One of the things that makes cancer "successful" is its ability to hide from the immune system, and this can make it difficult to create effective cancer vaccines. This is partly because tumors create a solid ball of cells that make it hard for the immune cells to get inside, and once inside the environment either destroys the immune cells or stops them from working effectively.
Researchers from the University of Western Australia found that low doses of TNFα (tumor necrosis factor α) targeted to a pancreatic tumor enhanced the ability of immune cells (T cells) to get inside the tumor and helped them to survive by stabilizing the blood vessels in the tumor and improving blood flow.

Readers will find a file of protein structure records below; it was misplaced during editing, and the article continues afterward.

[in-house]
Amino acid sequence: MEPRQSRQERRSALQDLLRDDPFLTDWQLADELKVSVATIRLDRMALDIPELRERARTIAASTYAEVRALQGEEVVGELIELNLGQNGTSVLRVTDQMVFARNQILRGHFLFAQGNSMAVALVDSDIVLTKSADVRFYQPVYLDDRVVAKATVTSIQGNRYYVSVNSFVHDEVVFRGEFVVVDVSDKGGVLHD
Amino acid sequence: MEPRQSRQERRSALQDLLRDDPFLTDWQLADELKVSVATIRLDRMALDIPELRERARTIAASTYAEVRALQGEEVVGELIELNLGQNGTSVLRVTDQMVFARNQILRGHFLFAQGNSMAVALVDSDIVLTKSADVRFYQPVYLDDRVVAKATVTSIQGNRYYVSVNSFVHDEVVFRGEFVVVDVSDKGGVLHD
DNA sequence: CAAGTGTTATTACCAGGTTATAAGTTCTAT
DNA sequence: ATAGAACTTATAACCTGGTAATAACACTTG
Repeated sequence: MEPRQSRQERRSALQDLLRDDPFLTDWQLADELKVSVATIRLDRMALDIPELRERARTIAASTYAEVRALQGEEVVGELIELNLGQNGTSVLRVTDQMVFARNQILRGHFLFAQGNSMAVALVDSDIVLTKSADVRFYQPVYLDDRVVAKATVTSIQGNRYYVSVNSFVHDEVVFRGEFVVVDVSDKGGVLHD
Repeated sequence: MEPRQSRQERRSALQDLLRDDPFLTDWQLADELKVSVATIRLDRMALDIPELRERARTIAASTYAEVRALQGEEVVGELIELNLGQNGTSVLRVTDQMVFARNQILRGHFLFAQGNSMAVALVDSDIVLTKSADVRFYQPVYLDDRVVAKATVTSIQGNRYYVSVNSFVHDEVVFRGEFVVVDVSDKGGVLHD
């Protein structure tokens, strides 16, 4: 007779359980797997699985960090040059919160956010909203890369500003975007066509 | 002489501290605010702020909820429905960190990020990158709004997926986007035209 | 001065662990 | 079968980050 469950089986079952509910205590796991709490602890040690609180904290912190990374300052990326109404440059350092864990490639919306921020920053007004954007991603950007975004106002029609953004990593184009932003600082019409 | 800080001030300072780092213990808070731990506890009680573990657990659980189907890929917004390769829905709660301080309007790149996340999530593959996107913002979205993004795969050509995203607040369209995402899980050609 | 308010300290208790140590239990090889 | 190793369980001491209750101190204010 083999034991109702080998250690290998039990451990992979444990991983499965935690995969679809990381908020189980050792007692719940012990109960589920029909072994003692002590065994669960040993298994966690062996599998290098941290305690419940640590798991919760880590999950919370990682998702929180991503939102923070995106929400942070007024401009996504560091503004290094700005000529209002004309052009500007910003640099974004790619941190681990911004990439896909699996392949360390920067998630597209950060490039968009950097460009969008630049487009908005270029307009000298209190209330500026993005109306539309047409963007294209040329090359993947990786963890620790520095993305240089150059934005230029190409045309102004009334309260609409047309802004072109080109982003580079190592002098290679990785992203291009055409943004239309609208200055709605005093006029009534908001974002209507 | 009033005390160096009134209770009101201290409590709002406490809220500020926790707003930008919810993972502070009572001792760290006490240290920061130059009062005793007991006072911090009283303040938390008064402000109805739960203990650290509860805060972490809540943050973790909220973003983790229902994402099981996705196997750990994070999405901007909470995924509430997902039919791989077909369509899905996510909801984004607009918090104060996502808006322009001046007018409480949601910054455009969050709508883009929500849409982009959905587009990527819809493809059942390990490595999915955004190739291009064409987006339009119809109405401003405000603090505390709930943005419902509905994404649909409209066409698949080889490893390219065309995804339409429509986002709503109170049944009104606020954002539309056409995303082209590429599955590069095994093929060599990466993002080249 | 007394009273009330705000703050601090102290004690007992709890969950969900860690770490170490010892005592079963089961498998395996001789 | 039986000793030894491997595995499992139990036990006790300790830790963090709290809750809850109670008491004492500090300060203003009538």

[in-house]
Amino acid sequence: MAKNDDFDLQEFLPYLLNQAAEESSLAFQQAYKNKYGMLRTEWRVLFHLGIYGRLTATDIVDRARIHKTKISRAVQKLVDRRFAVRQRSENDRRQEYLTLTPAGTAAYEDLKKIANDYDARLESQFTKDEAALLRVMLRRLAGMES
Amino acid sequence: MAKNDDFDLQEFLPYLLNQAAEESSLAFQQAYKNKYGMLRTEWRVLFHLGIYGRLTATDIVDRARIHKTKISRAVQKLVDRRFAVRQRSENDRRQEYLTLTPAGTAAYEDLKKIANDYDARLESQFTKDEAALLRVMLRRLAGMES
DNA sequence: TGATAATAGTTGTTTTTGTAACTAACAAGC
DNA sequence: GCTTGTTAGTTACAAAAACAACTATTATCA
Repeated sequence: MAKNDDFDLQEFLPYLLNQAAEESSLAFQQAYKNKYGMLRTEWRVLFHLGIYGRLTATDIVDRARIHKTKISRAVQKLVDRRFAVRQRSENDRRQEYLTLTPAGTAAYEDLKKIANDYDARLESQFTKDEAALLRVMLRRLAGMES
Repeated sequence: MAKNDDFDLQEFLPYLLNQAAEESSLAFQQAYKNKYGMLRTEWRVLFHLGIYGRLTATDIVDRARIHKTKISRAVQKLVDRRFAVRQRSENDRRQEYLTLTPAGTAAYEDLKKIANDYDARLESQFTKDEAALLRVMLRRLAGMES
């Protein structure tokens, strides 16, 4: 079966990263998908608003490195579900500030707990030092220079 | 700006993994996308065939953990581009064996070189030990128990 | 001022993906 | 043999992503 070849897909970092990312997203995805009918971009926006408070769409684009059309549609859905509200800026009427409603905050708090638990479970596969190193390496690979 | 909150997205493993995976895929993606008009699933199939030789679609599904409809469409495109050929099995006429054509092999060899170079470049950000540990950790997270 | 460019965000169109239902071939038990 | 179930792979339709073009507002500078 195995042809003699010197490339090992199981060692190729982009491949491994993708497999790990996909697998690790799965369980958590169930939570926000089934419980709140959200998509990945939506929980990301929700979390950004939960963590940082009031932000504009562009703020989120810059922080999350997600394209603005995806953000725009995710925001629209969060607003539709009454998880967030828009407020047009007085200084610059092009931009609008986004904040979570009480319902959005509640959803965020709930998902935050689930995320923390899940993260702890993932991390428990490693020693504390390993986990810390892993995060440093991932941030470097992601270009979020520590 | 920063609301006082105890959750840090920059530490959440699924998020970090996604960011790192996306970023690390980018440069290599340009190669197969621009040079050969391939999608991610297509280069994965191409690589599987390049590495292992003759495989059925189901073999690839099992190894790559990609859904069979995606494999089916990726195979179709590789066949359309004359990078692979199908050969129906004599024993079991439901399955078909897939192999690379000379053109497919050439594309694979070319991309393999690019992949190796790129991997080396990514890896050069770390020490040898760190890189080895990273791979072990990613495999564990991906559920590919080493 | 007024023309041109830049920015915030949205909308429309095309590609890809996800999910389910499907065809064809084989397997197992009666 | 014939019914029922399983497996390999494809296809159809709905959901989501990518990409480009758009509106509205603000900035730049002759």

The team combined this approach with an anticancer vaccine, and found that it improved the response to the vaccine. This is still early days, but this could be a route to improving responses to a range of cancer vaccines.